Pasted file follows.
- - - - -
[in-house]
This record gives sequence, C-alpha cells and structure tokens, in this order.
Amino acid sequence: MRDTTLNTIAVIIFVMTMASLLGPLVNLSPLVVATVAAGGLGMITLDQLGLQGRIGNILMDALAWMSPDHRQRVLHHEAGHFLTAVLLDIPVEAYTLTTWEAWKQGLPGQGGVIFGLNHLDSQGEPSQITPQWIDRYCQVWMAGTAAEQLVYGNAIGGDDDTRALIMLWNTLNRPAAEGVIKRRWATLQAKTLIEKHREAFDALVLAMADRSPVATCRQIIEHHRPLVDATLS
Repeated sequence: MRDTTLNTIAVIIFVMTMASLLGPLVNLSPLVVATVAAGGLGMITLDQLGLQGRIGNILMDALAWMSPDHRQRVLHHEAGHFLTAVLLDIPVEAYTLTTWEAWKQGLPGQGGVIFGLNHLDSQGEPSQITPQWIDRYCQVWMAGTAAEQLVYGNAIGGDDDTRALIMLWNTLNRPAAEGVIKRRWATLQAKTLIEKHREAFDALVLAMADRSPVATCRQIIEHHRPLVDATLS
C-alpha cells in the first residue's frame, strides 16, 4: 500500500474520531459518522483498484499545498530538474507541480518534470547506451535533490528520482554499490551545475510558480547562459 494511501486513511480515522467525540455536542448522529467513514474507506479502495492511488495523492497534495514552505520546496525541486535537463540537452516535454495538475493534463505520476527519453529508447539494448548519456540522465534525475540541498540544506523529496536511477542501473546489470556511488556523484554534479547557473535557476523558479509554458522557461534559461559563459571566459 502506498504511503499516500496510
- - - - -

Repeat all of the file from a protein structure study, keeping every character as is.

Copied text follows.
[in-house]
This record gives sequence, C-alpha cells and structure tokens, in this order.
Amino acid sequence: MRDTTLNTIAVIIFVMTMASLLGPLVNLSPLVVATVAAGGLGMITLDQLGLQGRIGNILMDALAWMSPDHRQRVLHHEAGHFLTAVLLDIPVEAYTLTTWEAWKQGLPGQGGVIFGLNHLDSQGEPSQITPQWIDRYCQVWMAGTAAEQLVYGNAIGGDDDTRALIMLWNTLNRPAAEGVIKRRWATLQAKTLIEKHREAFDALVLAMADRSPVATCRQIIEHHRPLVDATLS
Repeated sequence: MRDTTLNTIAVIIFVMTMASLLGPLVNLSPLVVATVAAGGLGMITLDQLGLQGRIGNILMDALAWMSPDHRQRVLHHEAGHFLTAVLLDIPVEAYTLTTWEAWKQGLPGQGGVIFGLNHLDSQGEPSQITPQWIDRYCQVWMAGTAAEQLVYGNAIGGDDDTRALIMLWNTLNRPAAEGVIKRRWATLQAKTLIEKHREAFDALVLAMADRSPVATCRQIIEHHRPLVDATLS
C-alpha cells in the first residue's frame, strides 16, 4: 500500500474520531459518522483498484499545498530538474507541480518534470547506451535533490528520482554499490551545475510558480547562459 494511501486513511480515522467525540455536542448522529467513514474507506479502495492511488495523492497534495514552505520546496525541486535537463540537452516535454495538475493534463505520476527519453529508447539494448548519456540522465534525475540541498540544506523529496536511477542501473546489470556511488556523484554534479547557473535557476523558479509554458522557461534559461559563459571566459 502506498504511503499516500496510